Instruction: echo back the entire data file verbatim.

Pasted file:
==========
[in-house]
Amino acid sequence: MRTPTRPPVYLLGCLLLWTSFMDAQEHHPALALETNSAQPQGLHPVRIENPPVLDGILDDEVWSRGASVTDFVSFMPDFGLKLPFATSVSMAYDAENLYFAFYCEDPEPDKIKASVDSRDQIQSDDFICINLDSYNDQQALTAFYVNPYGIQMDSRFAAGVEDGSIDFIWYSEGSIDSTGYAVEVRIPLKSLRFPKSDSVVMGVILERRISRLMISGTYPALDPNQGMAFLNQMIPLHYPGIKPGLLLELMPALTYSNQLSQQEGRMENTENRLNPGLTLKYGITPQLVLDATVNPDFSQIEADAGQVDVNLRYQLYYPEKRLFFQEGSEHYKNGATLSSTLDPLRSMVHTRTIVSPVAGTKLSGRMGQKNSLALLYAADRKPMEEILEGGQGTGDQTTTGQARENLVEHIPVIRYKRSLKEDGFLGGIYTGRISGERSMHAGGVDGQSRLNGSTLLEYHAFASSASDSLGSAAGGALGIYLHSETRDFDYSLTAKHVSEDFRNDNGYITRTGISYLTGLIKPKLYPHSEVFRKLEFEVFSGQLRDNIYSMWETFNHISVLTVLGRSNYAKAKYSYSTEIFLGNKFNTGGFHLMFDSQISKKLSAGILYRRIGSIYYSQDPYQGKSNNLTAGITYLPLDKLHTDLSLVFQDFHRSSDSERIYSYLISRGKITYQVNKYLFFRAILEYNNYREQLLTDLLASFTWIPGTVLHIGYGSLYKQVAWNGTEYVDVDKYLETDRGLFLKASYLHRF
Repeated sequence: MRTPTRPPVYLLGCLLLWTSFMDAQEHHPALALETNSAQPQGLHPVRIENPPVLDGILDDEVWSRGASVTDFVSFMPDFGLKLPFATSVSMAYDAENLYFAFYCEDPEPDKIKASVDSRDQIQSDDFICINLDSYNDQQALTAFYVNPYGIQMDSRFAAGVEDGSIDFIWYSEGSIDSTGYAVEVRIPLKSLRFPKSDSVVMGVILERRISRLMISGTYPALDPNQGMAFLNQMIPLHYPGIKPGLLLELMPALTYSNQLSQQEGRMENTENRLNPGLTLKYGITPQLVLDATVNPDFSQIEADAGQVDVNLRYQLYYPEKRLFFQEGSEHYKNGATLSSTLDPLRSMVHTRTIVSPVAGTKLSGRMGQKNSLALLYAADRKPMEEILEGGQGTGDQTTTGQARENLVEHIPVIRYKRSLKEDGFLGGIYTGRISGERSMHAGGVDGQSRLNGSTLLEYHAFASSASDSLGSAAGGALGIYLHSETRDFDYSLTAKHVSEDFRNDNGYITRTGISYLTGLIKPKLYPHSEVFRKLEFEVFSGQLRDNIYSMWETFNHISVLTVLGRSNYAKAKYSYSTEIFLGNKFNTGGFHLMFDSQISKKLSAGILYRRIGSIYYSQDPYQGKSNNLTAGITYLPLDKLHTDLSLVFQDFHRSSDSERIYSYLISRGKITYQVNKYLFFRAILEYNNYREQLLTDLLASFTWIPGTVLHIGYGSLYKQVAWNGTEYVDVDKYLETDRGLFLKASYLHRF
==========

[in-house]
Amino acid sequence: MRTPTRPPVYLLGCLLLWTSFMDAQEHHPALALETNSAQPQGLHPVRIENPPVLDGILDDEVWSRGASVTDFVSFMPDFGLKLPFATSVSMAYDAENLYFAFYCEDPEPDKIKASVDSRDQIQSDDFICINLDSYNDQQALTAFYVNPYGIQMDSRFAAGVEDGSIDFIWYSEGSIDSTGYAVEVRIPLKSLRFPKSDSVVMGVILERRISRLMISGTYPALDPNQGMAFLNQMIPLHYPGIKPGLLLELMPALTYSNQLSQQEGRMENTENRLNPGLTLKYGITPQLVLDATVNPDFSQIEADAGQVDVNLRYQLYYPEKRLFFQEGSEHYKNGATLSSTLDPLRSMVHTRTIVSPVAGTKLSGRMGQKNSLALLYAADRKPMEEILEGGQGTGDQTTTGQARENLVEHIPVIRYKRSLKEDGFLGGIYTGRISGERSMHAGGVDGQSRLNGSTLLEYHAFASSASDSLGSAAGGALGIYLHSETRDFDYSLTAKHVSEDFRNDNGYITRTGISYLTGLIKPKLYPHSEVFRKLEFEVFSGQLRDNIYSMWETFNHISVLTVLGRSNYAKAKYSYSTEIFLGNKFNTGGFHLMFDSQISKKLSAGILYRRIGSIYYSQDPYQGKSNNLTAGITYLPLDKLHTDLSLVFQDFHRSSDSERIYSYLISRGKITYQVNKYLFFRAILEYNNYREQLLTDLLASFTWIPGTVLHIGYGSLYKQVAWNGTEYVDVDKYLETDRGLFLKASYLHRF
Repeated sequence: MRTPTRPPVYLLGCLLLWTSFMDAQEHHPALALETNSAQPQGLHPVRIENPPVLDGILDDEVWSRGASVTDFVSFMPDFGLKLPFATSVSMAYDAENLYFAFYCEDPEPDKIKASVDSRDQIQSDDFICINLDSYNDQQALTAFYVNPYGIQMDSRFAAGVEDGSIDFIWYSEGSIDSTGYAVEVRIPLKSLRFPKSDSVVMGVILERRISRLMISGTYPALDPNQGMAFLNQMIPLHYPGIKPGLLLELMPALTYSNQLSQQEGRMENTENRLNPGLTLKYGITPQLVLDATVNPDFSQIEADAGQVDVNLRYQLYYPEKRLFFQEGSEHYKNGATLSSTLDPLRSMVHTRTIVSPVAGTKLSGRMGQKNSLALLYAADRKPMEEILEGGQGTGDQTTTGQARENLVEHIPVIRYKRSLKEDGFLGGIYTGRISGERSMHAGGVDGQSRLNGSTLLEYHAFASSASDSLGSAAGGALGIYLHSETRDFDYSLTAKHVSEDFRNDNGYITRTGISYLTGLIKPKLYPHSEVFRKLEFEVFSGQLRDNIYSMWETFNHISVLTVLGRSNYAKAKYSYSTEIFLGNKFNTGGFHLMFDSQISKKLSAGILYRRIGSIYYSQDPYQGKSNNLTAGITYLPLDKLHTDLSLVFQDFHRSSDSERIYSYLISRGKITYQVNKYLFFRAILEYNNYREQLLTDLLASFTWIPGTVLHIGYGSLYKQVAWNGTEYVDVDKYLETDRGLFLKASYLHRF